Tall Blacks? Tai Wynyard reaches for the NBA
When Tai Wynyard was 12 a teacher asked whether he could one day see himself playing for the Tall Blacks. The lanky youngster arched an eyebrow and shot back: "Tall Blacks? I'm going to play in the NBA."
That dream is now one step closer to fruition for the 16-year-old Rangitoto College basketballer who tomorrow jets to New York to line up alongside the crème of the world's high school hoops crop at the prestigious Jordan Brand Classic.
As in Michael Jordan. Yes, Wynyard will get to meet His Airness among a swag of hoops glitterati in attendance. "It's going to be pretty amazing," the youngster says.
Wynyard, already a towering 2.04m and still growing, is treading a path blazed by Kiwi Oklahoma City Thunder rookie Steven Adams, from the hardwood of New Zealand to the bright lights of the biggest league in the world.
It was a break just like this, to an equivalent adidas-sponsored event, that propelled Adams on a course that eventually landed him at the Thunder as the 12th pick overall in last year's draft, drawing a rookie salary of $US2.04m ($NZ2.4m).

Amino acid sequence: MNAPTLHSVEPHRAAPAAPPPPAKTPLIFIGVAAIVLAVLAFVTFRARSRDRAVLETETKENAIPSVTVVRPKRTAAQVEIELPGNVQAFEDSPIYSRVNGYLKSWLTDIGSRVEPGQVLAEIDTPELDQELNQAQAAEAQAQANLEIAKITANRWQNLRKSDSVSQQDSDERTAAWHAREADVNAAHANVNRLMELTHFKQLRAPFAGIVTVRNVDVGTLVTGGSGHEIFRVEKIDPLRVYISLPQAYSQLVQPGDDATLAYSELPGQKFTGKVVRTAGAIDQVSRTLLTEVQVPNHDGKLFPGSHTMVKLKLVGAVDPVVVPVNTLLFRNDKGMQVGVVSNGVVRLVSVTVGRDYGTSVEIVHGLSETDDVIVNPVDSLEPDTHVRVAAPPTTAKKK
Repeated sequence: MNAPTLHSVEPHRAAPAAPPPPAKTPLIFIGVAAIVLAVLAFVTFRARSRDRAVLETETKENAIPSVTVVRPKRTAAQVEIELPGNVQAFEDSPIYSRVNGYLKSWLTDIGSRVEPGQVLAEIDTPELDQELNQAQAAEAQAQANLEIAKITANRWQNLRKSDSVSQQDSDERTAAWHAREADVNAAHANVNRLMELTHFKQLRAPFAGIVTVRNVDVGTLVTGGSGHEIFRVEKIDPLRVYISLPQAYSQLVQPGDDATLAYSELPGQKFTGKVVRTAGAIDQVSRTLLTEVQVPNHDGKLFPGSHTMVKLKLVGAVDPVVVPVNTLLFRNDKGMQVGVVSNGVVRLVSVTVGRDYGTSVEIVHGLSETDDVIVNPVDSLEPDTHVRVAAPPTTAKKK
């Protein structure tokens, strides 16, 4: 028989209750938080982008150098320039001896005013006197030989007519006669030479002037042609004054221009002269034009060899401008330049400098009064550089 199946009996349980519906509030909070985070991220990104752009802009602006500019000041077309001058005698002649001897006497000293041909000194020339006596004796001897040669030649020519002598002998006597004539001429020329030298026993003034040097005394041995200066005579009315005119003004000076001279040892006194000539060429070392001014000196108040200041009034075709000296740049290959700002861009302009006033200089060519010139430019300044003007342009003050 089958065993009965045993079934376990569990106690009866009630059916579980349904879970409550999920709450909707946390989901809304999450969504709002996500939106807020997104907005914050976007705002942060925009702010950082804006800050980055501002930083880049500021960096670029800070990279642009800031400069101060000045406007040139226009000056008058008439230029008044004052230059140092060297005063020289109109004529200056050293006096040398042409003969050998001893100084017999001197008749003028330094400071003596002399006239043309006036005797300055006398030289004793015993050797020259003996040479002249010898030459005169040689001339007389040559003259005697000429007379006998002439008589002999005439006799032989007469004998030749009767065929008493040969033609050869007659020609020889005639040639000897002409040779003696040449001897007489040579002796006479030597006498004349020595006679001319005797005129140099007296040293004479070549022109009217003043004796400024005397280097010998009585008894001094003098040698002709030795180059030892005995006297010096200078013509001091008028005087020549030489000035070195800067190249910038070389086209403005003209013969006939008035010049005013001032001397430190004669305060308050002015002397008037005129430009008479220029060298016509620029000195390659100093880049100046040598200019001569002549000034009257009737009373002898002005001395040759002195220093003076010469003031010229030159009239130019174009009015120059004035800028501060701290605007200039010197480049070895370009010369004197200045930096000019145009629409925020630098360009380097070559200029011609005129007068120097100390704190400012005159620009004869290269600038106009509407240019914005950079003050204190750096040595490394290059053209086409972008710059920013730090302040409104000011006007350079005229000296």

Adams showed it can be done, working his way out of Kenny McFadden's Wellington academy into the bright lights of the NBA, via a year at the University of Pittsburgh; Wynyard, this oversized chip off the old block, is just following the pathway.
That's the reality for basketballers the world over now - if you're good enough, and work hard enough, you can get there. Wynyard seemed clear on that when he was a pre-teen interviewing for a spot in Rangitoto's sports academy.
Mum Karmyn, herself a good enough basketballer in her day to earn a scholarship to play at the University of Alaska Anchorage, recalls that day vividly.
"The teacher said ‘Tai, do you see yourself one day playing for the Tall Blacks?' Tai said: ‘Tall Blacks? I'm going to play in the NBA.' I just chuckled to myself."
To understand the drive of this young man, you need to get a handle on his family life. Dad Jason Wynyard, who stands an imposing 1.96m, is the world's most dominant timber sports exponent with more global titles and achievements than most of us have had hot dinners.
Karmyn, who's 1.90m, also holds world titles in woodchopping.
Sunday Star Times